It was difficult to spot there even was a figure in a Victorian photo of the RBGE Rock Garden which was transferred to the Archives last week, and even when I did spot him I didn’t think much of it at the time as it is so rare that anyone in a photo of that age can be identified. It was only when I was looking in detail at the image for another reason that I looked again at the figure and could see immediately the striking resemblance between him and James McNab (1810-1878) who was Head Gardener at RBGE from 1848 until his death. Scanning and magnifying the figure left it beyond doubt for me.
One of McNab’s most impressive achievements was considered to be his Rock Garden, situated in the south east corner of RBGE’s Inverleith site (although some did not agree, Reginald Farrer most famously referring to it as the ‘Devil’s Lapful… to be remembered with shudders ever after’). It is therefore most fitting that he be photographed surveying the results of his design, the standout points being the numerous artificial mounds named after prominent alpine botanists, each with their own monkey puzzle tree, and all the little brick planting compartments made from the dismantled wall which once separated the RBGE from the Experimental Garden of the Royal Caledonian Horticultural Society which had been located on the site of the Rock Garden.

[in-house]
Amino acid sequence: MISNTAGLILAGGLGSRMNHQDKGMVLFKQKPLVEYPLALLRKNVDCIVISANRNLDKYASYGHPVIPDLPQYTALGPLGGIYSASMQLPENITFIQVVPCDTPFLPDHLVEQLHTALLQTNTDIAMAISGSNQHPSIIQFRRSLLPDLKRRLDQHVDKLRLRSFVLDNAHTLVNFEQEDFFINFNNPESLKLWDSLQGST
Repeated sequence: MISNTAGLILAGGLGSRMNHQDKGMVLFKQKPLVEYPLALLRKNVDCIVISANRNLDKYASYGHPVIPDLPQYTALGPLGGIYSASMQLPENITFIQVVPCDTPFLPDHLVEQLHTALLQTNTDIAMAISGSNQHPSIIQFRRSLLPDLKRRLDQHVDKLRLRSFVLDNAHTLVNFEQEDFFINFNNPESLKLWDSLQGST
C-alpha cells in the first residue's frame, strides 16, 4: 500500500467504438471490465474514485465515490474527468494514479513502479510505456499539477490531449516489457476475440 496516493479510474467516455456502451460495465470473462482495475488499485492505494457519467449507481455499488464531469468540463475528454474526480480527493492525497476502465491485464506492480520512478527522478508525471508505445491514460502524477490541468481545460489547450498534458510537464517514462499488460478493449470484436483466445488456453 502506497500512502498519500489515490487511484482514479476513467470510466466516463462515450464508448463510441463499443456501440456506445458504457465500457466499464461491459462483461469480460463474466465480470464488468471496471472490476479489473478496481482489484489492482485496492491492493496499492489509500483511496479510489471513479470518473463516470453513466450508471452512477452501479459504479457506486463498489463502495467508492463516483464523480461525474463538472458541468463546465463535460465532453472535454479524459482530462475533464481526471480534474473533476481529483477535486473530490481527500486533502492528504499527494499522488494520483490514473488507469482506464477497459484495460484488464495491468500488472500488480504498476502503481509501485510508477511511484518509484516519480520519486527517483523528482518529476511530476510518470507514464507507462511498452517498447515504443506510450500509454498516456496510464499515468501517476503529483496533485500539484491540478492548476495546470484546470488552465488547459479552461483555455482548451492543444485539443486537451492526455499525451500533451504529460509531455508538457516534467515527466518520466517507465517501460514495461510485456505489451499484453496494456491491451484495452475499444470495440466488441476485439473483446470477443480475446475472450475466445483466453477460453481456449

The date of the photograph ties in with McNab’s timeline – it appears that it was taken in around 1874 and was used as an engraving in a supplement to the Gardener’s Chronicle in 1875 (though with McNab cropped out). Interestingly, now that this figure has been identified as McNab, it has allowed me to spot that another more well-known photograph, this one of the Sabal Palm in the tropical Palm House, likely taken at the same time and also used in the Gardener’s Chronicle as an engraving in 1874 and 1875, also has James McNab in it – the figure is less clear, but plainly the same one as in the Rock Garden image. This again is entirely logical, as Head Gardener McNab was heavily involved in the re-tubbing of the palms in the glass houses and wrote an article on the subject, published in 1873 by the Botanical Society of Edinburgh.
Despite the fact that two of the photographs are relatively unclear, I still think that going from one photo of McNab to potentially three in one day is pretty good going!